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forces on a person due to impact if he falls off with safety harness o

forces on a person due to impact if he falls off with safety harness o

forces on a person due to impact if he falls off with safety harness o

Looking for codes/ guidelines etc to calculate the forces incurred, say, if a construction worker falls from the ceiling ( he has a safety harness on ) . What will be the forces due to the impact.

RE: forces on a person due to impact if he falls off with safety harness o


It's been a while since I've played with fall arrest systems, but here goes.  

There is a joke which goes: "It's not the fall that kills you, it's that sudden stop at the end."  But this is no joke, it's pure physics.

I note that you are a mechanical, so this should be easier for you to grasp than for us structural types.  Normally, for a structural engineer, if something moves it must be broken. :)

The best example I can think of is the egg-tossing competition at the country fair.  When your partner throws the egg to you, do you hold your hands out in front of you and stop it dead?  No, of course not.  You make contact with the egg as soon as possible and then slow it down gradually over the longest and slowest path which your athleticism will allow.  This will minimize the force on the egg.

And so it is with fall arrest.  The calculation you must do is Force = mass times DEceleration.  The deceleration is a function of the amount of stretch in the rope, harness and any other components of the system, including the unfortunate worker.  If the system has little elasticity, the force will be huge.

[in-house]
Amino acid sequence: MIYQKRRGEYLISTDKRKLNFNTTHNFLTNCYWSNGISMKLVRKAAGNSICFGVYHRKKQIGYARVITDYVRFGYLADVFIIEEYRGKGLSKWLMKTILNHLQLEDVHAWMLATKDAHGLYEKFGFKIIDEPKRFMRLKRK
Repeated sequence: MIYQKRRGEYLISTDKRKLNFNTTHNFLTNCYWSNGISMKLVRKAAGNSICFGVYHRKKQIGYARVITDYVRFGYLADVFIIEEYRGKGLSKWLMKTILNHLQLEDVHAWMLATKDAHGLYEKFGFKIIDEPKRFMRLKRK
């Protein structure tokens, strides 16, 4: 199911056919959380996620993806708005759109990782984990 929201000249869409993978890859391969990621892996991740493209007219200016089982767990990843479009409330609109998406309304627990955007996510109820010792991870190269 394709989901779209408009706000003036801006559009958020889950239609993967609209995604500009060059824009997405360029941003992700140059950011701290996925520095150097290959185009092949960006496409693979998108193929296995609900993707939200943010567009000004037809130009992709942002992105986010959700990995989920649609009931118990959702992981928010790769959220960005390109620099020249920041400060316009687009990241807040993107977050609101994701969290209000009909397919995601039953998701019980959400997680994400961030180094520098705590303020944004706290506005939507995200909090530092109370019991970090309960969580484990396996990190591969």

I once witnessed a worker free fall not more than 10 feet onto hard ground.  I could not believe how badly broken he was.

I believe every harness should include a shock absorber.  Check your local safety supplier.

Check also your local safety regulations.  There you may find stated minimum values.

RE: forces on a person due to impact if he falls off with safety harness o


RE: forces on a person due to impact if he falls off with safety harness o

OSHA limits the force to applied to the individual by the fall protection system to 1800-lb.  Check their website for more info.


RE: forces on a person due to impact if he falls off with safety harness o

For various types of fall protection equipment, search Lab Safety catalog for 'fall harness:'

For a clear explanation & illustrations of OSHA Fall Protection Equipment requirements and available types of equipment, see
It gives details re several comments above, e.g.,:

"Fall protection lanyards may also have a shock-absorbing feature built in, thus reducing the potential fall arrest force. Remember that maximum arrest force is 900 pounds for belts, or 1800 pounds for full-body harnesses. With a belt, the use of a shock-absorbing lanyard is recommended because it limits the arresting force from a six-foot drop to 830 pounds. If a shock-absorbing lanyard is not used, the tie-off point must be high enough to limit the arrest force to less than the 900-pound limit. The height of this tie-off point will vary, depending on the lanyard material and the weight of the person involved. A lanyard used for a fall is limited to allow a maximum six-foot free fall. For this reason, most lanyards are a maximum of six feet long. However, if a higher tie-off point is used, the lanyard can be longer if the free fall distance does not exceed 6 feet."

P.S. There is an OSHA forum for this kind of question; a man of steel doesn't need a fall harness!!!

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